In the first part of “The Aura of the Stub Hub” we went over the great fights that have transpired in the nearly classic venue when it was named the Home Depot Center. Fights like the first and third battles between Vazquez and Marquez, the welterweight record setter Williams vs Margarito and the war waged between Brandon Rios and Mike Alvarado among others. Now we will review the fights that have gone done in Carson, California, since the ticket brokering website Stub Hub bought the rights to name the AEG controlled grounds.The first fight under the first moniker was a quick one but a scorcher when Mexican Jhonny Gonzalez captured the WBC featherweight title with a spectacular first round knockout of Abner Mares in the late summer of 2013. That fight was followed in April of the next year by the street fight between Lucas Matthysse of Argentina against California warrior John Molina Jr. Both visited the canvas, Matthysse in rounds two and five while Molina Jr went down in the eighth and tenth. After the last one, referee Pat Russell waived off the fight giving the win to “The Machine” Matthysse. Two months later in June, a similar type of fight broke out between welterweights Robert “Ghost” Guerrero and Japanese kamikaze Yoshihiro Kamegai. It was expected for Guerrero to dominate but the man from the land of the rising sun gave it as good as he got but it wasn’t enough as Guerrero took a unanimous decision over twelve rounds.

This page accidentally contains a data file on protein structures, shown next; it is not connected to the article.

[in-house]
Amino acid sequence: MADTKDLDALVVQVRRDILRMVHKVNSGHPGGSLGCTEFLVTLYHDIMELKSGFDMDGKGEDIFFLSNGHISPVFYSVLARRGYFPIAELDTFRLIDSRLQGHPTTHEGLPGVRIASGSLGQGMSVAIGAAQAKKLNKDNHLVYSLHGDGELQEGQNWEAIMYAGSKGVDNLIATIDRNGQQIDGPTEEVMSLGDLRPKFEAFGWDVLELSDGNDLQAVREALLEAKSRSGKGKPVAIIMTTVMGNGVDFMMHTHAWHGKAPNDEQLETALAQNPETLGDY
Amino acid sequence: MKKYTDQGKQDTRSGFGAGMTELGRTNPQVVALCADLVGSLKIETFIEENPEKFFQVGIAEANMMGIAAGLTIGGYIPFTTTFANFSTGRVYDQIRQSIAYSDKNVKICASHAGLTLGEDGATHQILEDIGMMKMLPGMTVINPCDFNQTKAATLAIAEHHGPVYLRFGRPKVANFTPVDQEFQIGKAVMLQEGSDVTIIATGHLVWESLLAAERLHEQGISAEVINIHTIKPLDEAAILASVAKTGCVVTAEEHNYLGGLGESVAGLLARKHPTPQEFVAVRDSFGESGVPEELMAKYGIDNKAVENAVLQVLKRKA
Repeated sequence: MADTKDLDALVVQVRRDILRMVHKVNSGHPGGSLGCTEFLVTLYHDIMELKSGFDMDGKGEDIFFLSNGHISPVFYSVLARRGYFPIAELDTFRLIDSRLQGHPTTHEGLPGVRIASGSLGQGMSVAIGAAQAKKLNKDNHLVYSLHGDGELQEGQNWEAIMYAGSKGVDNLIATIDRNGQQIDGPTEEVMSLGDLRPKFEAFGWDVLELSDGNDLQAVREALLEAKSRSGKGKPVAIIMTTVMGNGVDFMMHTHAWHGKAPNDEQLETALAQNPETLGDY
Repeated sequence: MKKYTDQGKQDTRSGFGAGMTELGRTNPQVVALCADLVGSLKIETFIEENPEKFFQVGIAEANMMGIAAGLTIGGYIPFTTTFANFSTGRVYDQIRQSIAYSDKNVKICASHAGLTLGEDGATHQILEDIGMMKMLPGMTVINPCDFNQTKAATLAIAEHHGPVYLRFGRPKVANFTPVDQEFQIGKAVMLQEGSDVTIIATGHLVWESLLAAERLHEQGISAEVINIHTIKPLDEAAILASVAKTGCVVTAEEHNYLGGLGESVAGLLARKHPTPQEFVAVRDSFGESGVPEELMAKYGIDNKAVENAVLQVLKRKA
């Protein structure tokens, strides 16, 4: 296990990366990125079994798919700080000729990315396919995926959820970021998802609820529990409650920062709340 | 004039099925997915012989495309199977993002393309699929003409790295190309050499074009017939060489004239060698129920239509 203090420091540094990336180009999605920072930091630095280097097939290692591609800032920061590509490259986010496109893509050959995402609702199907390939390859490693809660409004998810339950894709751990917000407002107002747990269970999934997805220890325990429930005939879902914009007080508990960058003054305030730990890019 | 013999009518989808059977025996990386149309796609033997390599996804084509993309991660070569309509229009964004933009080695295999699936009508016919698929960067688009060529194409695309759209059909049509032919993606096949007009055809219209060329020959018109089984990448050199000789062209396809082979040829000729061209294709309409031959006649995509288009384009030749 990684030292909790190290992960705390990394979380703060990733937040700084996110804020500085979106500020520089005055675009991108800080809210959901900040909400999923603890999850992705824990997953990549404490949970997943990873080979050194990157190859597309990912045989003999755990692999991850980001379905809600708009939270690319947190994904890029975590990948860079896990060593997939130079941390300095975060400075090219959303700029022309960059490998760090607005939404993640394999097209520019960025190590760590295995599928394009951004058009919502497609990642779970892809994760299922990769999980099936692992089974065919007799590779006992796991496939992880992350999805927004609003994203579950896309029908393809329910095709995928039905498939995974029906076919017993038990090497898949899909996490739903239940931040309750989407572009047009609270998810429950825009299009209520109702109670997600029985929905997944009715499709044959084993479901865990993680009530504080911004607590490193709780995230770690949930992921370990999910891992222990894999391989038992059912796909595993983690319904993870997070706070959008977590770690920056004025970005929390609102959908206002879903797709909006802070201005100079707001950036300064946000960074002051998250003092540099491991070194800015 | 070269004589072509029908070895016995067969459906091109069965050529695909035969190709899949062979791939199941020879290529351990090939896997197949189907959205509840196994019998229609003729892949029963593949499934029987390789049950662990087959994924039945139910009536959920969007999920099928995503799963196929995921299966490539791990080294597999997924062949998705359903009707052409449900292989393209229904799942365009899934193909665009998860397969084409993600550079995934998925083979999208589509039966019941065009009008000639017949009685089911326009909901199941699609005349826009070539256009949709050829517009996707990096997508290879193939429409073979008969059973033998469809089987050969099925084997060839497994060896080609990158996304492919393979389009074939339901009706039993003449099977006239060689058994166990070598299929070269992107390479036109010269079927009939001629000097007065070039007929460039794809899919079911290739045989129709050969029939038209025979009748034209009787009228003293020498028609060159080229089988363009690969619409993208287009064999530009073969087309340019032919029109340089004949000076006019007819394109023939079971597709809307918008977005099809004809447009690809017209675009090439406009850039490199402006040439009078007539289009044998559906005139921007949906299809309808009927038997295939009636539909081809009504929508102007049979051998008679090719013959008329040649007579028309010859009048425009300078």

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Professional boxing, or prizefighting, emerged in the early twentieth century as boxing gradually attained legitimacy and became a regulated, sanctioned sport. Professional boxing bouts are fought for a purse which is divided between the boxers as determined by contract. Most professional boxing bouts are supervised by a regulatory authority to guarantee the fighters’ safety. Most high-profile bouts obtain the endorsement of a sanctioning body, which awards championship belts, establishes rules, and assigns its own judges and referee. Professional boxing bouts are typically much longer than amateur bouts, and can last up to twelve rounds, though less significant fights can be as short as four rounds. Protective headgear is not permitted, and boxers are generally allowed to take substantial punishment before a fight is halted. Pro boxing has enjoyed a much higher profile than amateur boxing throughout the twentieth century and beyond.

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